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Is there a programmatic way to determine which Apex classes in my Org are batchable (i.e. implement a batch interface)? I have looked at the Metadata API but it does not seem to have any method for this. Any help or pointers will be appreciated.

Thanks!

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2 Answers

You can tell if a class implements a specific interface by using instanceof. For example, given the following class:

global class ProcessAccounts implements Database.Batchable<Account> {
    ...
}

You can depend on the following:

System.assert(((object)new ProcessAccounts()) instanceof Database.batchable<Account>);
System.assert(((object)new ProcessAccounts()) instanceof Database.batchable<subject>);
// The following is a bug?
System.assert(((object)new ProcessAccounts()) instanceof database.batchable<string>);

Basically, the point here is that as long as the account can be cast into the appropriate interface, it is considered an instance of that interface; this method will tell you if the class is indeed batchable and therefore able to be scheduled with schedulebatch or executed with executebatch.

For now, it doesn't matter what parameter you use for the interface, it will return true if, and only if, the class implements database.batchable in some context. This should get you a full list of classes:

set<system.type> batchables = new set<system.type>();
for(apexclass c:[select name from apexclass]) {
    try {
        system.type t = system.type.forname(c.name);
        if(t != null && t.newinstance() instanceof database.batchable<sobject>) {
            batchables.add(t);
        }
    } catch(exception e) { }
}
system.debug(batchables);

With one caveat: it does not support batchable (or really, any) classes that do not have a default constructor. Make sure that your classes have a default constructor, and this code will work just fine.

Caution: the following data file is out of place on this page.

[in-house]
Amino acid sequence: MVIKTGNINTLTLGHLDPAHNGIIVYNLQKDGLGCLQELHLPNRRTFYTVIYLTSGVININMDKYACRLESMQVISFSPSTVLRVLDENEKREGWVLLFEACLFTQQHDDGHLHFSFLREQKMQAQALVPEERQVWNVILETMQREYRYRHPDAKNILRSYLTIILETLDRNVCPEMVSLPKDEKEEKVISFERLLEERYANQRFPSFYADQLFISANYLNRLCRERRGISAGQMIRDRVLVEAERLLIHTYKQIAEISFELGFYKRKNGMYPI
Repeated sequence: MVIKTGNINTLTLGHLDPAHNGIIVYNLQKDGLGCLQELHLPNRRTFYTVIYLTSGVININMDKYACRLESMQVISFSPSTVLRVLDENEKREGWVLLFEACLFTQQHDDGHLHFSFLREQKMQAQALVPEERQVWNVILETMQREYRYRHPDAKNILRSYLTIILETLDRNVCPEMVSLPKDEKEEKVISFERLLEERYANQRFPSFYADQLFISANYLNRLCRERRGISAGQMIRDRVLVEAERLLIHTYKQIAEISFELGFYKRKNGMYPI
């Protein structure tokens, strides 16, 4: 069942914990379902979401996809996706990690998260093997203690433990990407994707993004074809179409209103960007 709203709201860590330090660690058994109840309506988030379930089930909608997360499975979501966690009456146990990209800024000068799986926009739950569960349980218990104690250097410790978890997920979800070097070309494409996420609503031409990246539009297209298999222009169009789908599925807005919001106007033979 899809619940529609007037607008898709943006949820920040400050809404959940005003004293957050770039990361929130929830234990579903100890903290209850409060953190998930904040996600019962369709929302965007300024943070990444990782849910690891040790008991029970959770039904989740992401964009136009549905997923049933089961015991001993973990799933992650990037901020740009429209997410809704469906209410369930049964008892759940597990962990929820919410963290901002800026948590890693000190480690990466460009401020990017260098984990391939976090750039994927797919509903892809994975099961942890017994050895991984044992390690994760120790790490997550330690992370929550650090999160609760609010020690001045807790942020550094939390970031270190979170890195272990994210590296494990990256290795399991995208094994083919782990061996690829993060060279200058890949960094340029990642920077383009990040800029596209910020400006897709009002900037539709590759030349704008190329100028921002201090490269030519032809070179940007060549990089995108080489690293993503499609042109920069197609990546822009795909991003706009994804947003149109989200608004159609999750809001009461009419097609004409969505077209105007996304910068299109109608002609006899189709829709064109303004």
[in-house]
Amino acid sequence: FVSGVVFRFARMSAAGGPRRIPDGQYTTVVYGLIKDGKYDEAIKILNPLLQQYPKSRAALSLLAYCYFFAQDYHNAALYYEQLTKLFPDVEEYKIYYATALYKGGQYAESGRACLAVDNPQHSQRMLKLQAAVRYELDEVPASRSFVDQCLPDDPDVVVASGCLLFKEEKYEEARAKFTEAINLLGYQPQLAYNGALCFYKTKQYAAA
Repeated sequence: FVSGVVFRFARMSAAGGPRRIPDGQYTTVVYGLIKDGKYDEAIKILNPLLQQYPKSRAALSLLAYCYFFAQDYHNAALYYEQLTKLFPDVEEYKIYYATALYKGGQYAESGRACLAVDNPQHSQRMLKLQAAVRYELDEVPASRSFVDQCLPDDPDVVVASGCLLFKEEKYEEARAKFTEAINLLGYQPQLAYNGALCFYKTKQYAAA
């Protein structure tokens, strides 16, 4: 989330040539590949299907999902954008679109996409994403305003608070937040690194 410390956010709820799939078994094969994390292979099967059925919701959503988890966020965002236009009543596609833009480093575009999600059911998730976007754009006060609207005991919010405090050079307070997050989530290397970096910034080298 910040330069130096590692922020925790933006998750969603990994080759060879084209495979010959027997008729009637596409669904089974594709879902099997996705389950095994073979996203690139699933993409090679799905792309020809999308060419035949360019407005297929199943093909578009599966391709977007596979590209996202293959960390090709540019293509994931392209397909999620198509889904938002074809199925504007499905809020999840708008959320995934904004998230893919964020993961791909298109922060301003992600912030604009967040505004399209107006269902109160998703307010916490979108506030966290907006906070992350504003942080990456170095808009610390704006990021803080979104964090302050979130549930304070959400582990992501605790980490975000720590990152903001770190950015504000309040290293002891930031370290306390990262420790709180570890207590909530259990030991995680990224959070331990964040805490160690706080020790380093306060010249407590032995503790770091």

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How can he use this to check all classes in his org though? This seems to only work on a one by one case basis. –  drakored Feb 6 at 3:59
    
@drakored You're right. I'll update. –  sfdcfox Feb 6 at 4:03
1  
Keeping in mind that I can iterate this code base in less than 2 minutes by cycling all apexclass and using containsIgnoreCase on the body field (for finding bits in the code). This seems to be lacking a little. –  drakored Feb 6 at 4:21
1  
Ran for 5-7 minutes, failed because of something in one of the constructors. Nice solution, but no good for large orgs, or orgs calling ApexPages.addMessage/s in the constructor apparently (the exception I received was: System.Exception: ApexPages.addMessage can only be called from a Visualforce page). +1 for the nice solution, but it has some limits that make it a little unusable in certain cases like ours unfortunately. –  drakored Feb 6 at 4:28
1  
I have a code snippet I can share that I use in exec anon. The draw back to using containsIgnoreCase is that is has no recognition of the actual pattern of the class. If someone were to previously use the batchable interface, then comment just that part of the line out, it'd detect it as a proper use. –  drakored Feb 11 at 19:12
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I don't think there's any way to get this. Perhaps you could just search the body of the class that you get from the Metadata API, or even pull it out in Apex by querying ApexClass and searching the body there?

The Tooling API's ApexClass object has a SymbolTable member which in turn has a member called interfaces which includes the information you're after. Maybe switching to that API would be the best approach? See the docs on SymbolTable here.

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Just use InstanceOf. –  sfdcfox Feb 6 at 3:57
    
Heh... totally overlooked that. –  LaceySnr Feb 6 at 4:19
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